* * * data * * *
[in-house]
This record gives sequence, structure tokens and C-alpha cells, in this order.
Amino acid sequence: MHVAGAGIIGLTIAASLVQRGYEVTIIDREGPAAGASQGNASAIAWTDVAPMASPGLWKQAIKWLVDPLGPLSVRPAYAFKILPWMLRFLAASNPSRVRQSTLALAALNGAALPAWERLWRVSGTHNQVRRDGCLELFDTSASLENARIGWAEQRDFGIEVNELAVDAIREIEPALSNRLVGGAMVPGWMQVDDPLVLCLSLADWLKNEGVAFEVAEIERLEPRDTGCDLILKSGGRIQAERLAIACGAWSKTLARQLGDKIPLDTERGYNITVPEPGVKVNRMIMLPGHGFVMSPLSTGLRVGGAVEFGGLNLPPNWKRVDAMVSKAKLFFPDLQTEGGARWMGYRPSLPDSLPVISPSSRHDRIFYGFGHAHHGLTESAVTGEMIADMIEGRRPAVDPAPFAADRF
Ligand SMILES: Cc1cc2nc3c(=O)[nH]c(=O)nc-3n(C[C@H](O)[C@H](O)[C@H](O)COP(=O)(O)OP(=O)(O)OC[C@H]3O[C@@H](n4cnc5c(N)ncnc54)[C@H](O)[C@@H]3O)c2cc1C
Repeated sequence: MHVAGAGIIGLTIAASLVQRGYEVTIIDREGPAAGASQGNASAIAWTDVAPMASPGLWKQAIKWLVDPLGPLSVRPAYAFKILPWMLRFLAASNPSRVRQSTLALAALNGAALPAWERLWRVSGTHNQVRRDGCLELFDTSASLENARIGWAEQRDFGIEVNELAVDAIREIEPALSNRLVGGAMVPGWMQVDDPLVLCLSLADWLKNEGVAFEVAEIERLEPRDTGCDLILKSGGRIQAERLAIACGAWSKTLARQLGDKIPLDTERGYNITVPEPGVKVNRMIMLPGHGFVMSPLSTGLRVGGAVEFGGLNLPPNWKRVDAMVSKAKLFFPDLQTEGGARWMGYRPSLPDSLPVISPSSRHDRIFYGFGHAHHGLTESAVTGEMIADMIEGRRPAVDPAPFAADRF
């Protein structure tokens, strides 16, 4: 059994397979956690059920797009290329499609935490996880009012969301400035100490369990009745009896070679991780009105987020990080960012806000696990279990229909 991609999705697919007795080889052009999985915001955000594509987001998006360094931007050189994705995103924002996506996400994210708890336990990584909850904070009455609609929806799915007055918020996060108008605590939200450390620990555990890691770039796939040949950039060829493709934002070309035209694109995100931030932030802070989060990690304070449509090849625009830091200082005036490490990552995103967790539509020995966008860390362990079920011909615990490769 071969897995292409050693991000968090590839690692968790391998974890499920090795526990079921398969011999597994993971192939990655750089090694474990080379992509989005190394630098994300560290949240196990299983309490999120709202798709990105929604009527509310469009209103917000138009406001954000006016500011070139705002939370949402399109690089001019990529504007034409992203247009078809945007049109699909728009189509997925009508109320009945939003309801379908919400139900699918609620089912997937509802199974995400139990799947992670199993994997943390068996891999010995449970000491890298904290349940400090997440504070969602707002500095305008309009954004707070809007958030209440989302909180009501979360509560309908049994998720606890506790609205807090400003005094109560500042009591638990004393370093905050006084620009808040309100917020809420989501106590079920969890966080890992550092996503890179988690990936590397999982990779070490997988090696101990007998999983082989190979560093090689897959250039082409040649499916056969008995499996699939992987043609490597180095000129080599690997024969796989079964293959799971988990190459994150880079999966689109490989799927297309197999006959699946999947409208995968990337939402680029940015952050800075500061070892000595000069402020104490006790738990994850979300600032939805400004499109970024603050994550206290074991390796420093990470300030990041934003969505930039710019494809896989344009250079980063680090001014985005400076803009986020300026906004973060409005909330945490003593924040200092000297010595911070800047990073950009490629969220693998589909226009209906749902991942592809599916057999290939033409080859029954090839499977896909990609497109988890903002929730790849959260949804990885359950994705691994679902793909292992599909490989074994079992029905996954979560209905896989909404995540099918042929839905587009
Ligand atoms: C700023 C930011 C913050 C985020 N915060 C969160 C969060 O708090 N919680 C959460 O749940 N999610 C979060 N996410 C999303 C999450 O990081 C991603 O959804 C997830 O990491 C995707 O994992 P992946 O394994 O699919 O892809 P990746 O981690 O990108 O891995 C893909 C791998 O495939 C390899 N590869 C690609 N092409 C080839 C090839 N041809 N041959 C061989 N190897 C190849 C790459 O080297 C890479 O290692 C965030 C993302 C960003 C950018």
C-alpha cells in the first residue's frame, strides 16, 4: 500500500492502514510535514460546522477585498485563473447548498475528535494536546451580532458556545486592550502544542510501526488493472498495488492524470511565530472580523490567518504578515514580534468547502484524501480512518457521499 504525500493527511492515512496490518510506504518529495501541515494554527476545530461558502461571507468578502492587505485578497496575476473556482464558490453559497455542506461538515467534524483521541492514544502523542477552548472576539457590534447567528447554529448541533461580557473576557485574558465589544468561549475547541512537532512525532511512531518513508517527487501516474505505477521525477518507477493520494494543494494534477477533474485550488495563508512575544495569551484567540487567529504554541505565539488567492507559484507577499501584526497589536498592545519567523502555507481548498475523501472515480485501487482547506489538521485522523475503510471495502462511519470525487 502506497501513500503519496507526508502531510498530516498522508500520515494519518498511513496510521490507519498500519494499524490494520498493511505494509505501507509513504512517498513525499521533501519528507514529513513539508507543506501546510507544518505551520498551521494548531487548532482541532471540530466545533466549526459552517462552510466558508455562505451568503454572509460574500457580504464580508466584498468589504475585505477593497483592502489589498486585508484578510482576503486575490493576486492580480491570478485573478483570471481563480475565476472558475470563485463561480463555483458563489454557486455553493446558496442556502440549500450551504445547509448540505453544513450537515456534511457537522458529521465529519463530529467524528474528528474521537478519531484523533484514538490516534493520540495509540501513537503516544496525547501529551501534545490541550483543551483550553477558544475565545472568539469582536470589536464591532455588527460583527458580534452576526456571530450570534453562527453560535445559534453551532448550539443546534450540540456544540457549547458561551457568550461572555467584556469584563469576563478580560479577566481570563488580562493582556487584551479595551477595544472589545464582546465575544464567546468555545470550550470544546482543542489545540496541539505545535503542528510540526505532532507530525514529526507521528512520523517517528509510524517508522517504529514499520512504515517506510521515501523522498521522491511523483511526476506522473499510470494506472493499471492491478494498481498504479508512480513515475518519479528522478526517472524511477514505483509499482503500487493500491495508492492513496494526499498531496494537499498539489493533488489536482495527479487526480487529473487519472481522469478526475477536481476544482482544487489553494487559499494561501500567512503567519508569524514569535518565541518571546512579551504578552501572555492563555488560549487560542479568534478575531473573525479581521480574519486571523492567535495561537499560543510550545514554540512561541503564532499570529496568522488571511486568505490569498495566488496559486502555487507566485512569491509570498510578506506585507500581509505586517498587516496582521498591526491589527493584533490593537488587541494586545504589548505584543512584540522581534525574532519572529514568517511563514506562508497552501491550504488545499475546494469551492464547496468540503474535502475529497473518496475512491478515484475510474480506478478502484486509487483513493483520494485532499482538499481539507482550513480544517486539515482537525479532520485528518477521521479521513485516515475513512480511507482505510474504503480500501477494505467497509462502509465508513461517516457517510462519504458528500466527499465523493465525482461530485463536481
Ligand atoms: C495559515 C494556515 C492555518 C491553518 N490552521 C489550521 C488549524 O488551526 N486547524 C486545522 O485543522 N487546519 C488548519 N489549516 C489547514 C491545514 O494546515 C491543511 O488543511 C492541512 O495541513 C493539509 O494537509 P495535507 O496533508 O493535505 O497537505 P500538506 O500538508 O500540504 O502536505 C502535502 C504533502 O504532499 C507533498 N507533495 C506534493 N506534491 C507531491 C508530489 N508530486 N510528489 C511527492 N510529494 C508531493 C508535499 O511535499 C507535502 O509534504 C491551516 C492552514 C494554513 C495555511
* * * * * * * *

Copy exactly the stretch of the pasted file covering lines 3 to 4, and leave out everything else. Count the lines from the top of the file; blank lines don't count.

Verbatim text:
Amino acid sequence: MHVAGAGIIGLTIAASLVQRGYEVTIIDREGPAAGASQGNASAIAWTDVAPMASPGLWKQAIKWLVDPLGPLSVRPAYAFKILPWMLRFLAASNPSRVRQSTLALAALNGAALPAWERLWRVSGTHNQVRRDGCLELFDTSASLENARIGWAEQRDFGIEVNELAVDAIREIEPALSNRLVGGAMVPGWMQVDDPLVLCLSLADWLKNEGVAFEVAEIERLEPRDTGCDLILKSGGRIQAERLAIACGAWSKTLARQLGDKIPLDTERGYNITVPEPGVKVNRMIMLPGHGFVMSPLSTGLRVGGAVEFGGLNLPPNWKRVDAMVSKAKLFFPDLQTEGGARWMGYRPSLPDSLPVISPSSRHDRIFYGFGHAHHGLTESAVTGEMIADMIEGRRPAVDPAPFAADRF
Ligand SMILES: Cc1cc2nc3c(=O)[nH]c(=O)nc-3n(C[C@H](O)[C@H](O)[C@H](O)COP(=O)(O)OP(=O)(O)OC[C@H]3O[C@@H](n4cnc5c(N)ncnc54)[C@H](O)[C@@H]3O)c2cc1C